Dykstra B1,2, Lee J3,4, Mortensen LJ5, Yu H6, Wu ZL6, Lin CP7, Rossi DJ3,4, Sackstein R1,2,8.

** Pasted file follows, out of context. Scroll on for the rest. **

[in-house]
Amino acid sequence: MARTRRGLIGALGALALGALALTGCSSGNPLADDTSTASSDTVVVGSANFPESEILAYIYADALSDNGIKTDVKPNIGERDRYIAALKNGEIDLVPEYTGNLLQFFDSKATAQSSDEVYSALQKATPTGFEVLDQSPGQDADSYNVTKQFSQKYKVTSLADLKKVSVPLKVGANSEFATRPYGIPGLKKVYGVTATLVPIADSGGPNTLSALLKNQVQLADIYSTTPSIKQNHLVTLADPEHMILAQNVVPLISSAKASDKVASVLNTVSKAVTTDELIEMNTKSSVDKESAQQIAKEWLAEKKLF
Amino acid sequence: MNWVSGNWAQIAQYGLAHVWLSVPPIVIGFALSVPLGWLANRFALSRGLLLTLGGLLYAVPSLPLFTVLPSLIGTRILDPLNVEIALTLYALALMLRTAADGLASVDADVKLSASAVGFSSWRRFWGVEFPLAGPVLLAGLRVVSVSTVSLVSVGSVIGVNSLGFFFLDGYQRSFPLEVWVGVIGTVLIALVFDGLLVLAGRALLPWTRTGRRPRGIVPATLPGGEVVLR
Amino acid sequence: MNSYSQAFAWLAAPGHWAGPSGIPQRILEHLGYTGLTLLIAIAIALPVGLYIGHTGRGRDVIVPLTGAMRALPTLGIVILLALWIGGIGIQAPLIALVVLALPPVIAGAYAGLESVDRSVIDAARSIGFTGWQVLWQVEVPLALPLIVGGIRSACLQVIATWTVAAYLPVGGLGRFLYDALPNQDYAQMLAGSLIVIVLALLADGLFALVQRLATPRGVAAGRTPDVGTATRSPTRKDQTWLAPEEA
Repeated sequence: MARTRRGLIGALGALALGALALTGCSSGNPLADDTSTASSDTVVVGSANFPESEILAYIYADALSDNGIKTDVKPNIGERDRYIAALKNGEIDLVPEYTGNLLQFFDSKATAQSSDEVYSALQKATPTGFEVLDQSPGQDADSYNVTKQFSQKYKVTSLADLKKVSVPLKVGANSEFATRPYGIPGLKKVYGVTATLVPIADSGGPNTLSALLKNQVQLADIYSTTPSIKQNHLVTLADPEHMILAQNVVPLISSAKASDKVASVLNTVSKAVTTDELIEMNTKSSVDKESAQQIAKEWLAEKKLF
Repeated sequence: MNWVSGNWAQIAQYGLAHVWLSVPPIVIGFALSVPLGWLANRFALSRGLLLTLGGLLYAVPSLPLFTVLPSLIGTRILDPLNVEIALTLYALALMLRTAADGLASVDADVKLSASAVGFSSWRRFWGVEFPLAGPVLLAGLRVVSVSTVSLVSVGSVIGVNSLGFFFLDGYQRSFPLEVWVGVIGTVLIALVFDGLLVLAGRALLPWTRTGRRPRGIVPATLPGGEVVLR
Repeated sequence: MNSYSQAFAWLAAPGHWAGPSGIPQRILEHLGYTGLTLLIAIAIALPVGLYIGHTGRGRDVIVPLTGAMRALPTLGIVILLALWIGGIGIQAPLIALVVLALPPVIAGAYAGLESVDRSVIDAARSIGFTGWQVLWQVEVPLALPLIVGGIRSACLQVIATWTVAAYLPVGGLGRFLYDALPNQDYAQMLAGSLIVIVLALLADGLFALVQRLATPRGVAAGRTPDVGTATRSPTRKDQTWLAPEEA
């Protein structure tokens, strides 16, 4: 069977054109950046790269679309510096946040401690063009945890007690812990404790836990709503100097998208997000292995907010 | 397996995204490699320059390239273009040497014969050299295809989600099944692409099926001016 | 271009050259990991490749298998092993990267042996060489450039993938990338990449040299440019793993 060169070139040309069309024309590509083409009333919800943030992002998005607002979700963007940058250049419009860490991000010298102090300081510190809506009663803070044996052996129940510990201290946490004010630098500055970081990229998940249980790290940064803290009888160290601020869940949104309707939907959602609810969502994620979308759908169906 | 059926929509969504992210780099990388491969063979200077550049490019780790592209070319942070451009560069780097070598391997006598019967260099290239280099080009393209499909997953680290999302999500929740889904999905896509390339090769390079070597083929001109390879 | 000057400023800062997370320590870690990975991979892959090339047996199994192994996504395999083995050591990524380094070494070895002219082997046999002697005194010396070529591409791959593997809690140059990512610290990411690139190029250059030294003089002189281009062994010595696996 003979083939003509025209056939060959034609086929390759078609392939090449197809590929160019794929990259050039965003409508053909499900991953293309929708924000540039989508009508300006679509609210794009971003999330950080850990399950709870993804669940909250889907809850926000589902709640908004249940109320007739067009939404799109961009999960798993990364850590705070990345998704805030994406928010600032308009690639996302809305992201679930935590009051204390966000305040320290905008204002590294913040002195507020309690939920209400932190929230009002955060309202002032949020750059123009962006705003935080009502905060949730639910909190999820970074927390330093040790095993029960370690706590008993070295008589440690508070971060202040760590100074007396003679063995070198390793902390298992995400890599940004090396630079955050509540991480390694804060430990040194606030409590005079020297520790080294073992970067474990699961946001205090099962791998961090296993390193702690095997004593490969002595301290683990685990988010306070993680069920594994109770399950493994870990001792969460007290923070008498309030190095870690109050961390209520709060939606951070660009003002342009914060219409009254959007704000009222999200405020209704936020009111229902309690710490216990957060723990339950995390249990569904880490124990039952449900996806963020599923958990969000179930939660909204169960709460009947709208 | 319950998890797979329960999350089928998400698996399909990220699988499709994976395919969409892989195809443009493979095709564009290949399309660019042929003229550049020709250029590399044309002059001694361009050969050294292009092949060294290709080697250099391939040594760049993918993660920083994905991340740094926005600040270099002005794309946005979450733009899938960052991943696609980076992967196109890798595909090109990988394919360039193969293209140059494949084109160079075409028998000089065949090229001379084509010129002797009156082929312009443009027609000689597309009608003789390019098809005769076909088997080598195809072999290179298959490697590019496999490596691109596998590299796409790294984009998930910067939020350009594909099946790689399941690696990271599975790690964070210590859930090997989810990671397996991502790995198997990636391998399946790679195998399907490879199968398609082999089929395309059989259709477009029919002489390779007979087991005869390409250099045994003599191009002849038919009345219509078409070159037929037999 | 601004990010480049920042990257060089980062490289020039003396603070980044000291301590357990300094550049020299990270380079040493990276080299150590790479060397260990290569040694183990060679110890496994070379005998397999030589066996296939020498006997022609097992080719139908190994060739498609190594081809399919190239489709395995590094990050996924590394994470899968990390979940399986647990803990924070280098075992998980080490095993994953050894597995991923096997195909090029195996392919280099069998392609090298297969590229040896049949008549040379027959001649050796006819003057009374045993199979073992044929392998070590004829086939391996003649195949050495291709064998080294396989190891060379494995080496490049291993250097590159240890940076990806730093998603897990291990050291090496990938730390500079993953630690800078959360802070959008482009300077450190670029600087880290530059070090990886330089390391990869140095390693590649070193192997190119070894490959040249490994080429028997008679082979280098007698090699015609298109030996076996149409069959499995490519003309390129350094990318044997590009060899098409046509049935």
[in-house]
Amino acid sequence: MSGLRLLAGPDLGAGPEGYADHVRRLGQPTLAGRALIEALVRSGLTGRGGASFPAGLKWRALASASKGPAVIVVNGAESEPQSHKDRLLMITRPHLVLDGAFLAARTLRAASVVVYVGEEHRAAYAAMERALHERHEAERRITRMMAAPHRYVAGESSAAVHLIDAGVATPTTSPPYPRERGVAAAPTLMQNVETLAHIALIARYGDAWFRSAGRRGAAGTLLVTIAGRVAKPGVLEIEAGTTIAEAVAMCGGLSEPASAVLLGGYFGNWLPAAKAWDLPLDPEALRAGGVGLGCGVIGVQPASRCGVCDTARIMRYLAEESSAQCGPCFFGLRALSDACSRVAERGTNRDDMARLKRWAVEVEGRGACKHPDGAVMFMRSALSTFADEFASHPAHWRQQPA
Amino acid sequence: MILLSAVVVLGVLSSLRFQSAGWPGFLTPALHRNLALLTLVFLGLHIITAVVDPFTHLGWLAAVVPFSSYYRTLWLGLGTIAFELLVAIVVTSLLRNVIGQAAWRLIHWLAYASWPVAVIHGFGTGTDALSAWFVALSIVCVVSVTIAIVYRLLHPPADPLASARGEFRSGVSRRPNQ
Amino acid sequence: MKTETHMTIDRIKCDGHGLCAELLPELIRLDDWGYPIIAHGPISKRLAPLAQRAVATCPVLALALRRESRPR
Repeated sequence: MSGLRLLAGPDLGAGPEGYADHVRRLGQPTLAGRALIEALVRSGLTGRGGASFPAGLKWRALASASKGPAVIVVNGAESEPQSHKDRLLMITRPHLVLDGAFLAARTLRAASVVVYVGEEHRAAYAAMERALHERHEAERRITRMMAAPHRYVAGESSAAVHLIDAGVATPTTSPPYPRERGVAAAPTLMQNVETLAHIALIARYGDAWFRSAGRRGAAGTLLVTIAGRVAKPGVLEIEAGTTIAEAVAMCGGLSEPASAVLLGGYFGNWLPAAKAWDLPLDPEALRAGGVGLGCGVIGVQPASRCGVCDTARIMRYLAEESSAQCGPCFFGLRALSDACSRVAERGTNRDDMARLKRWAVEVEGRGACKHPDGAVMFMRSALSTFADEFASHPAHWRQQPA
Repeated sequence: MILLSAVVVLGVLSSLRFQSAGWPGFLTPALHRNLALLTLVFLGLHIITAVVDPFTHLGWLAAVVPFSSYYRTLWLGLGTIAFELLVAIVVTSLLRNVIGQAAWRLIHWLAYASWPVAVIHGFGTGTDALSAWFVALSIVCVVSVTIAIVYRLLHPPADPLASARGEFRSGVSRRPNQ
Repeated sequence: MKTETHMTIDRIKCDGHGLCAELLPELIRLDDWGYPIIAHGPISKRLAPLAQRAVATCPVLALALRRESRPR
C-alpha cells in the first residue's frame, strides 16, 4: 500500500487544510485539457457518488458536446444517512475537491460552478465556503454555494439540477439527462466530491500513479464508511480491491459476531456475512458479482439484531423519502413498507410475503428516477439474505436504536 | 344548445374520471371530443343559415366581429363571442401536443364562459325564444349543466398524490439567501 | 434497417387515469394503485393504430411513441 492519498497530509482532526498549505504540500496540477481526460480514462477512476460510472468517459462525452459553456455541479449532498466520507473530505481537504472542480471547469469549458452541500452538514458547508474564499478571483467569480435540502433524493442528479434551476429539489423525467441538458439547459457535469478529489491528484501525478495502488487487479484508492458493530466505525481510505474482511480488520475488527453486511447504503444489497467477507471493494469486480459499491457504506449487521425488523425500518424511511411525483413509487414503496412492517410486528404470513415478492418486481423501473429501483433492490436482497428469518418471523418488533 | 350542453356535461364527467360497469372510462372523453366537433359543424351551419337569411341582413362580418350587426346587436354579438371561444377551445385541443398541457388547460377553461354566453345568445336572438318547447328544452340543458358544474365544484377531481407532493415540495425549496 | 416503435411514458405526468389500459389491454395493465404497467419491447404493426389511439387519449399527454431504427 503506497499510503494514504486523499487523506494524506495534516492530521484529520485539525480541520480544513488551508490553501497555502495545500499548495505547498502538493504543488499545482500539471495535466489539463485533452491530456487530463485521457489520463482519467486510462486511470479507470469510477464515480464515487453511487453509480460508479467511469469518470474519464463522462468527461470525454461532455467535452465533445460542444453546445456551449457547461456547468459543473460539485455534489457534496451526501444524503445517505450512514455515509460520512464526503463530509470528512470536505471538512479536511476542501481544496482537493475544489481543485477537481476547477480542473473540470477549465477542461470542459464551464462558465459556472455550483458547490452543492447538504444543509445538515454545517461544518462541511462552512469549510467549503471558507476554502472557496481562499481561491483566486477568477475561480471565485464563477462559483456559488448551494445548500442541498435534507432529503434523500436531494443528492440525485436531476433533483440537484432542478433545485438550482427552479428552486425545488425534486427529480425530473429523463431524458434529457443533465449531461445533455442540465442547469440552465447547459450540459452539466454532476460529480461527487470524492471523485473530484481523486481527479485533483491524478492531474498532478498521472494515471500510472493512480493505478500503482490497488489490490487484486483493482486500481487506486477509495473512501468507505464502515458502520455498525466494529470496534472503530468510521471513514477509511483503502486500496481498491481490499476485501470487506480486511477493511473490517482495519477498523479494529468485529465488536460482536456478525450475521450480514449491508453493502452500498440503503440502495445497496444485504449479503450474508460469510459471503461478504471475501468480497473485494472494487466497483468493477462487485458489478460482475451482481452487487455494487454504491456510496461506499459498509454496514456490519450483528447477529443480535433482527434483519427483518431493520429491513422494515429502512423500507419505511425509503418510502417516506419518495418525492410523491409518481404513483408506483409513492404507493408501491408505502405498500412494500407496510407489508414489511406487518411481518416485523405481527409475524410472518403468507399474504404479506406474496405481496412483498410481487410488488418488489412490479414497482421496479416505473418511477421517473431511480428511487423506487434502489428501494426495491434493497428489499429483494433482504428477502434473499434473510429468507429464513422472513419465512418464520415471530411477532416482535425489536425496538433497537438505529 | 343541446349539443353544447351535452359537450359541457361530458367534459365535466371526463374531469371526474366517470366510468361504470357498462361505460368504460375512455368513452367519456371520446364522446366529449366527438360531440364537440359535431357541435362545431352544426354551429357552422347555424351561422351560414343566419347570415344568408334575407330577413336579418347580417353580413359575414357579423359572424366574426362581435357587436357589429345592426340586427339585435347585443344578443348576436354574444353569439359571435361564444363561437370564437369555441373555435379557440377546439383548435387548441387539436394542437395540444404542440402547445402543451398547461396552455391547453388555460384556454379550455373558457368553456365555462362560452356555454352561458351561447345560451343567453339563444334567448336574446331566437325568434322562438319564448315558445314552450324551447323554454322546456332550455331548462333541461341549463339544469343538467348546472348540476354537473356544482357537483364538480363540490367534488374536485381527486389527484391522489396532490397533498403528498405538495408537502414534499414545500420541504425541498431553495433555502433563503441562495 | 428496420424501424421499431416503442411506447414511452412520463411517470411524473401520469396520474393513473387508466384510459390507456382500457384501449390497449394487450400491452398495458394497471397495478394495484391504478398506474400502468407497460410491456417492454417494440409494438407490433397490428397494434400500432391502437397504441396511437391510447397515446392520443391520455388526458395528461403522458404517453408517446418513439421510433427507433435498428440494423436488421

Human mesenchymal stem cells (MSCs) hold great promise in cellular therapeutics for skeletal diseases but lack expression of E-selectin ligands that direct homing of blood-borne cells to bone marrow. Previously, we described a method to engineer E-selectin ligands on the MSC surface by exofucosylating cells with fucosyltransferase VI (FTVI) and its donor sugar, GDP-Fucose, enforcing transient surface expression of the potent E-selectin ligand HCELL with resultant enhanced osteotropism of intravenously administered cells. Here, we sought to determine whether E-selectin ligands created via FTVI-exofucosylation are distinct in identity and function to those created by FTVI expressed intracellularly. To this end, we introduced synthetic modified mRNA encoding FTVI (FUT6-modRNA) into human MSCs. FTVI-exofucosylation (i.e., extracellular fucosylation) and FUT6-modRNA transfection (i.e., intracellular fucosylation) produced similar peak increases in cell surface E-selectin ligand levels, and shear-based functional assays showed comparable increases in tethering/rolling on human endothelial cells expressing E-selectin. However, biochemical analyses revealed that intracellular fucosylation induced expression of both intracellular and cell surface E-selectin ligands and also induced a more sustained expression of E-selectin ligands compared to extracellular fucosylation. Notably, live imaging studies to assess homing of human MSC to mouse calvarium revealed more osteotropism following intravenous administration of intracellularly-fucosylated cells compared to extracellularly-fucosylated cells. This study represents the first direct analysis of E-selectin ligand expression programmed on human MSCs by FTVI-mediated intracellular versus extracellular fucosylation. The observed differential biologic effects of FTVI activity in these two contexts may yield new strategies for improving the efficacy of human MSCs in clinical applications.
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